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Intra-generational solidarity



Action on climate change is underpinned by an ethical principle called inter-generational justice.

Traditional ethical concerns normally dealt with the impact of our behaviour on individuals or communities in the here-and-now or in the immediate future, but this is no longer an adequate framework.

This generation, through its powerful technologies, is bringing about massive changes to the fabric of the earth, which will also affect in a negative way every succeeding generation of humans and other creatures.

The basic principle, which arises from this ethical concern, is that future generations have the right to inherit a world as fertile and as beautiful as the one which we inhabit.

This new moral context is recognised in number 470 of the Compendium of the Social Doctrine of the Church.

It states, “From a moral perspective based on equity and intergenerational solidarity, it will be necessary to continue, through the contribution of the scientific community, to identify new sources of energy, develop alternative sources and increase the security level of nuclear energy.

Praise be: On care for our common home (Laudato Si) gives extensive treatment to intergenerational justice.

In No. 159, Pope Francis writes, “Intergenerational solidarity is not optional, but rather a basic question of justice, since the world we have received also belongs to those who will follow us.

“Leaving an inhabitable planet to future generations is, first and foremost, up to us. The issue is one which dramatically affects us, for it has to do with the ultimate meaning of our earthly sojourn” (No. 160).

The concept of intergenerational justice might help counteract a tendency I have noticed among bureaucrats in the civil service and among some religious leaders.

I have often heard them say that if something, such as climate change is not going to happen on my watch, then I’ll leave it to my successor to deal with it, even though I know what I am doing now will exacerbate the problem and maybe create a situation which will be irreversible.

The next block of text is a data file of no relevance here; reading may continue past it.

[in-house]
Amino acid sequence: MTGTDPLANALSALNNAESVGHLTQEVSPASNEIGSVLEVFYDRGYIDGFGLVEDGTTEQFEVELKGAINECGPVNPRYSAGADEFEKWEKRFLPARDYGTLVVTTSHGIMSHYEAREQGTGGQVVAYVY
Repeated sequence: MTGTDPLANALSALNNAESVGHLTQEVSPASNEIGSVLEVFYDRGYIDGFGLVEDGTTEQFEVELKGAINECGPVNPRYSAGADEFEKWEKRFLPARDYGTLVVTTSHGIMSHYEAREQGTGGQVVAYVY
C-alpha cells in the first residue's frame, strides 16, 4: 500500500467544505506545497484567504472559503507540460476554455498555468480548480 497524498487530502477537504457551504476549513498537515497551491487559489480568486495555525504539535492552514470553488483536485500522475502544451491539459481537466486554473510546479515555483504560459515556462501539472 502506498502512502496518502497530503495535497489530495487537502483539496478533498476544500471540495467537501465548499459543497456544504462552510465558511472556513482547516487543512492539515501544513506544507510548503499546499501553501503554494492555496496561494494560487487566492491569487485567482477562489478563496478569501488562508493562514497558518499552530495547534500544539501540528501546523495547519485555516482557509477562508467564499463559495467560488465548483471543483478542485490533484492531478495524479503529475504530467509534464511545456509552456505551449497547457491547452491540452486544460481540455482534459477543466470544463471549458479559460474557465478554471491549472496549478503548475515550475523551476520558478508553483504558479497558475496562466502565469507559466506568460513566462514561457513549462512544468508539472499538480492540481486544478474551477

The pope hopes that “once we think about the kind of world we are leaving to future generations, we look at things differently” (159).

But Pope Francis is aware of what the poor today are suffering, so he says that “in addition to a fairer sense of intergenerational solidarity, there is also an urgent moral need for a renewed sense of intra-generational solidarity” (No. 162).

In response, the Church needs to develop its teaching on sustainability. Here Pope Francis mentions the statement of the 1992 Earth Summit in Rio de Janeiro, which proclaimed, “Human beings are at the centre of concerns for sustainable development” (No 167).

This statement came at the end of a decade of reflection on sustainable development by those involved in researching the Brundtland Report for the United Nations. The report was published in the book, Our Common Future, in 1987.

It defines sustainable development as seeking “to meet the needs and aspirations of the present without compromising the ability to meet those of the future.”

Then it goes on to affirm “that far from requiring the cessation of economic growth, it recognises that the problems of poverty and underdevelopment cannot be solved unless we have a new era of growth in which developing countries play a large role and reap large benefits” (page 40).

Almost 20 years later, any ecological evaluation of the impact of economic growth in either the smaller economies of Europe or the two digit gross domestic product annual growth of the Chinese economy must make it absolutely clear that the western, oil-dependent kinds of growth, which both China and India are now pursuing, are environmentally unsustainable.

We need to be reminded that the earth is finite and that we must live in a way that is fair and just towards future generations of humans and other creatures.

Pope Francis is also convinced that oil-dependent growth is not the way into a sustainable future. 

He agrees with the bishops of Bolivia who have stated, “The countries which have benefited from a high degree of industrialisation, at the cost of enormous emissions of greenhouse gases, have a greater responsibility for providing solutions to the problems they have they have caused” (No.170).

• Father Sean McDonagh